When most people think of Morocco they have one image – rolling sand dunes on a never ending desert, stretching further than the eye can see.
This, however, is not the case. Morocco is just not a desert, at all! In fact the landscapes in Morocco are extremely varied.
When visitors come one of the most common things I hear is, “this is nothing like I imagined!” It’s true. There is a huge variety of landscapes in Morocco. The scenery that ranges from subtropical banana groves to deciduous forests, rolling Mediterranean waves, to crashing Atlantic surf breaks. And I have the photos to prove it.
So settle in and get ready to feast your eyes on some of the most surprising landscapes of the beautiful country that is my home. Morocco.
The Landscapes of Morocco
Desert landscapes may be the most well known scene but a large chunk of Morocco is carved by mountain ranges.
There are 3 mountain ranges across the country; the High Atlas, the Middle Atlas, and the Rif Mountains. Hiking and trekking are very popular activities for many visitors. You can take an easy walk of an hour or two or spend weeks backpacking through the ranges. It’s always important to take a licensed trekking guide if you do go on a longer trek as the weather and environment can very quickly change making a very dangerous situation unless you know what to expect.
Towering green trees surrounding streams and waterfalls – not in Morocco you’re thinking but yes, this is Morocco!
The mountains of Morocco are full of water. They supply many of the cities at lower elevations with the precious liquid via snow run off and ground water.
In late winter and spring everything is in bloom. Visit the Valley of the Roses in May to see miles of rose fields in all their full glory. Head to Taliouine in November when saffron is harvested and crocus flowers make a purple carpet as far as you can see to get a truly unique and unexpected view of the Moroccan landscape.
Fishing is a major industry in Morocco, one of the largest in the country.
Men still go out daily in wooden boats to fish the coastal waters. Sardines are the most common fish that make up the Moroccan diet and are also one of the top exports for the country. Much of the work is still done on a small scale, by hand. Port scenes like this one in Essaouira (one of my favorite cites in Moroco!) are common across the Atlantic coast.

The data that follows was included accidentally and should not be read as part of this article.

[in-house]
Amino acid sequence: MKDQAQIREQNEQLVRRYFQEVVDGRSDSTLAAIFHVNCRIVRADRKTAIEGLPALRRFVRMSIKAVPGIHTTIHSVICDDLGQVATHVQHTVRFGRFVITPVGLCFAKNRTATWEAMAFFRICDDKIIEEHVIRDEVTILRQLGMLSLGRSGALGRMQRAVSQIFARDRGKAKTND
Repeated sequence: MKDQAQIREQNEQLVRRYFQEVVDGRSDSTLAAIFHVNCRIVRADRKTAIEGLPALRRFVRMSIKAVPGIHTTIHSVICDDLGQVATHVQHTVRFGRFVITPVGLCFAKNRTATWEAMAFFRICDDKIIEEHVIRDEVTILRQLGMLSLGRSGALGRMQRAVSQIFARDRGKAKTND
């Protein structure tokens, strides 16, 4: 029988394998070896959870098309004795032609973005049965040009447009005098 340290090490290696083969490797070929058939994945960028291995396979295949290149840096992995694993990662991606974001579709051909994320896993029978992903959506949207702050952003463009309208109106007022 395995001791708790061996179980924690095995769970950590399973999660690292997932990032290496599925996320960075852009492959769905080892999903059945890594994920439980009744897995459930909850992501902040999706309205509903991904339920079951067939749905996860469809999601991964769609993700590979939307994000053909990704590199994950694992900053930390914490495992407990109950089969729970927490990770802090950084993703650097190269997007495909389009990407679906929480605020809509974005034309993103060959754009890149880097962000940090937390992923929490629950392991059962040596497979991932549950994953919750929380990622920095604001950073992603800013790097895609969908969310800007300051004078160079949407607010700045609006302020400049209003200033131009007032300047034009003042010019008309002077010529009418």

Serene, green landscapes make up central Morocco.
Small trees grow fruit like apricots, peaches, apples, figs, and cherries. All food in Morocco is seasonal and thanks to a variety of climate zones it’s possible to have a very wide range of produce throughout the year. Believe it or not in northern Morocco grape production is a growing business, and the production of wine has seen a big increase in recent years. There are even some small farms that are going back to their roots and creating artisan products like organic cheeses and honey.
Mt. Toubkal, the highest peak in North Africa is a favorite destination for people who want to summit a big mountain with relative safety.
Most people leave from the village of Imlil and hike to the 4,167m summit point. There is some danger of altitude sickness but if done slowly it is much easier to avoid. Late spring is the safest and easiest time to do the trek (but remember to always use a vetted and authorized guide). Winter is the most difficult time due to snowfall and low temperatures. The mountain is covered in snow for a large part of the year. If you’d like a really unique experience you can go snow skiing in Oukaimden. For under $15 you can rent a pair of skis or a snowboard and buy a lift ticket.
Morocco has one of the most diverse and varied landscapes in the world. You can swim in the ocean in the morning and ski in the afternoon. Ride a camel at sunrise through the Sahara and be in the pulsing medina of Marrakech by nightfall. Go clubbing in Casablanca or sit in a Sufi shrine – the choice is yours! Whatever you choose to do when you visit Morocco, it will doubtlessly include more than just touring the desert. Safe travels, and we hope to see you here soon.
Bio: Amanda is an American expat, food and travel blogger living in Marrakech, Morocco with her family. When she’s not writing or keeping her two tween boys fed, she runs Marrakech Food Tours with her husband or exploring the world! Read her blog at MarocMama.com or follow their daily life on Instagram.
Want to Join the Just a Pack Team?
Do you have a travel story you have been dying to write about and publish? Do you consider yourself an expert in any given location? Have you ever wanted to write a guide to your neighborhood, city, or country? Do you want to learn how to become a travel writer? If you are interested check out our dedicated submission page for more details.